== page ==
"Migrants at the Door," by David McDannald

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Nonfiction by David McDannald excerpted from our Fall 2016 issue.

Footsteps sounded on the porch as I was recording guitar, three hours beyond dusk in the frigid February dark. Knocks followed, thuds. Gravel in the driveway winding up from the ranch’s locked gate to my cabin had betrayed no crunch of tires turning, the footsteps disconnected from the journey they’d completed to my door. Bought in the seventies by my great uncle Cleaves, the ranch sat in the West Texas foothills between Mount Livermore and the Mexican border.

I propped the acoustic guitar against the wall and pushed aside the microphone. Then reached for the doorknob. It wasn’t even locked. There was no peephole. Whoever stood on the porch could see no structures but those of the ranch’s empty headquarters and a strip of lights fifteen miles distant marking the forgotten town of Valentine.

“Who is it?” I said, though asking seemed absurd, this ritual of neighborhoods. “¿Quién es?”

No answer.

To keep the door closed was to hope that the man—or men—would wander back out into the emptiness. So I opened it.

A bulb inside lit one man on the porch. He was thin, five foot five, bleeding from the eye, hyperventilating, swinging his head, a Mexican in his midtwenties.

“Necesito ayuda,” he said, chest heaving. I need help.

Spanish was a tangled mess in my throat. “¿Qué está—”

Surely he knew that to knock on the door of a West Texas cabin was to risk having a shotgun aimed at his face.

“I’m hurt,” he said in Spanish, motioning toward his knees.

Highway patrolmen had advised the foreman of the next ranch to carry a sidearm for just this sort of encounter. All the guns people had lent me for life on the ranch I’d long ago given back.

The man looked up and met my gaze.

“Show me you don’t have a knife,” I tried to say in Spanish, the adrenaline working against me.

He flared his zippered gray cotton warmup, a single T-shirt beneath it, barely an answer to the winter of the highlands beyond the border. I reached into the fabric hanging under his left arm, mainly to see how he’d react to being touched, for there was no way to guarantee he wasn’t armed without patting him down. And an air of confrontation was not what instinct told me to strike.

I moved back from the door, allowing him in. He grabbed the doorjamb, let go, staggered, gasped. “Water. I need water.” He spoke no English. I stepped through the front room toward the kitchen, measuring how conspicuous were my things: two laptops, a guitar and keyboard, a car beyond the kitchen window. But he didn’t look up. He gulped down the water I gave him, exhaled, held the glass out. “More.” He drank a second glass, a third, and half of a fourth, as I formed a list of essentials to gather: car keys, wallet, passport, things connected to movement, and pepper spray, which I carried when I traveled in African capitals.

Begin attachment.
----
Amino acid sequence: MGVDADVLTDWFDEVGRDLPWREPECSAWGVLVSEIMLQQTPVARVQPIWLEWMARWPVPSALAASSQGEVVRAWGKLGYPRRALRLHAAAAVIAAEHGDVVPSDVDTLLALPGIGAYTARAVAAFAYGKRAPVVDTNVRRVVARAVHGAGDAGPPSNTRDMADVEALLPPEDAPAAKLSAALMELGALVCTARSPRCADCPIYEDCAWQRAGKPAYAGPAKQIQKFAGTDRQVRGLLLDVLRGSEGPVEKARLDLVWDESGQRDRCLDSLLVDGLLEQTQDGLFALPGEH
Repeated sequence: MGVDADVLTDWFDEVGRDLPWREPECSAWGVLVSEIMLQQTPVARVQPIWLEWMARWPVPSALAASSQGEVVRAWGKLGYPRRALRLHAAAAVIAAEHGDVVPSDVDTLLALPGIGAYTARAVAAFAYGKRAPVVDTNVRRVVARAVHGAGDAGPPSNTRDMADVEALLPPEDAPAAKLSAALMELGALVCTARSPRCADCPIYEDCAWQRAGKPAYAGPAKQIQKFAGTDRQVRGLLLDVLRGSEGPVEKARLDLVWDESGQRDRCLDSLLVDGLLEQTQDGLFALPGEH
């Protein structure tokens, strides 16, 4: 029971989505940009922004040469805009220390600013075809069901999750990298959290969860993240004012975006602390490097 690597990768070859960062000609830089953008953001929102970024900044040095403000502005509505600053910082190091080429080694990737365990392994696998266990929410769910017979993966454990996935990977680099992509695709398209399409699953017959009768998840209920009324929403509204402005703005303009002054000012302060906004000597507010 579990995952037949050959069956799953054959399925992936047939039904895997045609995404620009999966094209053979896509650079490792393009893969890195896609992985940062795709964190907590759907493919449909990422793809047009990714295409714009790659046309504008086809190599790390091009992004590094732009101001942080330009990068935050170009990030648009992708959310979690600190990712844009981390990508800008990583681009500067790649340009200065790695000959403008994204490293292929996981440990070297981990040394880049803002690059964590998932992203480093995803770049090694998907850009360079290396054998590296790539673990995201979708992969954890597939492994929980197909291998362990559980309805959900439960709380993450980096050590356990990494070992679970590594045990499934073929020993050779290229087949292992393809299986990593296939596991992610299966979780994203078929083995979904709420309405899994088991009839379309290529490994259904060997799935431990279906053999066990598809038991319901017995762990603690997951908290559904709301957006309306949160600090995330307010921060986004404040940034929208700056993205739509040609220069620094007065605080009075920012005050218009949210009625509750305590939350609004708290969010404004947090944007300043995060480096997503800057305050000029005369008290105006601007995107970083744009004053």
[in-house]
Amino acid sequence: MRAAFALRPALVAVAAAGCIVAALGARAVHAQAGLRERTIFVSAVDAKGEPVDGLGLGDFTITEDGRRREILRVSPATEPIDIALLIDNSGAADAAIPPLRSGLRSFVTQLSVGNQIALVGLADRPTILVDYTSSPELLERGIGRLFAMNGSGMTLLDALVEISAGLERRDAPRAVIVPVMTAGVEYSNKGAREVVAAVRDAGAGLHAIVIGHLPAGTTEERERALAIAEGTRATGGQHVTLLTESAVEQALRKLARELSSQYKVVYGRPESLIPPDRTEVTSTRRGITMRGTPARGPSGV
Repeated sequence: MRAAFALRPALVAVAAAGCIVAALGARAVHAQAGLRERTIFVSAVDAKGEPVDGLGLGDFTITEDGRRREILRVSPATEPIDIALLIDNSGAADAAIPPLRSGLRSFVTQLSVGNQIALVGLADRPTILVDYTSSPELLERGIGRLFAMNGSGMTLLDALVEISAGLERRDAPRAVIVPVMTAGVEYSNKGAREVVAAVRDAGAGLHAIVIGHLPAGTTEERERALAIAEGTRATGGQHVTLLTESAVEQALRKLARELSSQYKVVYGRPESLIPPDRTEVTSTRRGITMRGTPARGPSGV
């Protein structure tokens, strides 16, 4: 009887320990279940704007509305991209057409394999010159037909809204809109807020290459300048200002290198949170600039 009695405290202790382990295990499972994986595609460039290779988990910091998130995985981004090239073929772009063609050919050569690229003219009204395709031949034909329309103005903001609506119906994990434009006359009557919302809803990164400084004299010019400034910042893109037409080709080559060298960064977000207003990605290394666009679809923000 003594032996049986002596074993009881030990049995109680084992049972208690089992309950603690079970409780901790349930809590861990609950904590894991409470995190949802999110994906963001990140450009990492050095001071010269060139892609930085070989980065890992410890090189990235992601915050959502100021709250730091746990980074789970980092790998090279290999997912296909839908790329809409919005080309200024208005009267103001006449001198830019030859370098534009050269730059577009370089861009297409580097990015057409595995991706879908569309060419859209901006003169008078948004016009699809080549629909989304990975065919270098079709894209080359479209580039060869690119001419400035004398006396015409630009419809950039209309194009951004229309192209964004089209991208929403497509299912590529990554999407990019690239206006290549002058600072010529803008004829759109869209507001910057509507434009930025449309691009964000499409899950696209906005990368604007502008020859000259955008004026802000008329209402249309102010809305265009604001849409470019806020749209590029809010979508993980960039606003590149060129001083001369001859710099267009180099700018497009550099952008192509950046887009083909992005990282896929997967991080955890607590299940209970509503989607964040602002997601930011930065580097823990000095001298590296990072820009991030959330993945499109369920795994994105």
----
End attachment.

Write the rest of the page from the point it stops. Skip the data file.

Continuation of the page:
“I didn’t have water for thirty-six hours,” he said.

“Sit here.” I could feel my Spanish coming back to me. I pulled out the seat at the head of the kitchen table, middle room of the three-room house, the table equidistant from doors on either end leading back out into the cold and the promise, for me, of safety.

“What’s your name?”

His eyes opened. “Adrián.”

“I’m David. Rest. I’ll make you food.”

I shuttled to the basket on the counter for my wallet and keys and feigned calm strolling into the bedroom for the pepper spray, some defense beyond my hands. Onto the worn wood table before Adrián I set a mug holding a sip of whiskey and I stood over him, maintaining our feeble hierarchy, as he drank, shuddered, and set down the empty mug. “I need more water.” He stood, wobbling on his injured legs.

“Stay there,” I said. “I’ll get it.”

The old custom of welcoming a stranger seemed more likely to disarm a Latin American man of his aggression than a Texan. It was this I’d decided to honor, that I’d decided long ago to honor if the situation came, knowing it might prove naïve. I turned the talk to my family, to humanize myself and to push back against the thought that my living on the ranch alone meant I was disconnected, vulnerable. The man’s feet were pistoning against the floor, his fear endangering, violence a half-step from despair. “Adrián, why are you shaking? I can see you’re nervous. You have no reason to be nervous. Nothing is going to happen to you here.”

He stared at me blankly, eyes watering. He had two children who were with his wife back in Chihuahua. His journey up from Ojinaga, where he’d crossed the border, had taken seven days.

I told him another story about my two brothers.

“You were born three?” he said.

Whenever I heard this question when traveling, which was meant to know whether we’d lost any siblings, I couldn’t help but feel guilty that it was not as relevant for those of us born into the promise of a country a step removed from disease.

“You need to clean that cut beside your eyes,” I said and strode to the bathroom for a washcloth I doused with iodine. I served Adrián what I’d made myself for dinner, yams with vegetables, chicken, and sliced avocado, a meal to drive home how lucky I wanted him to feel for having ended up at my door.

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Image: Webb, Alex. “Mexican Border.” 1978. Gelatin silver print. Smithsonian American Art Museum, Washington, D.C.

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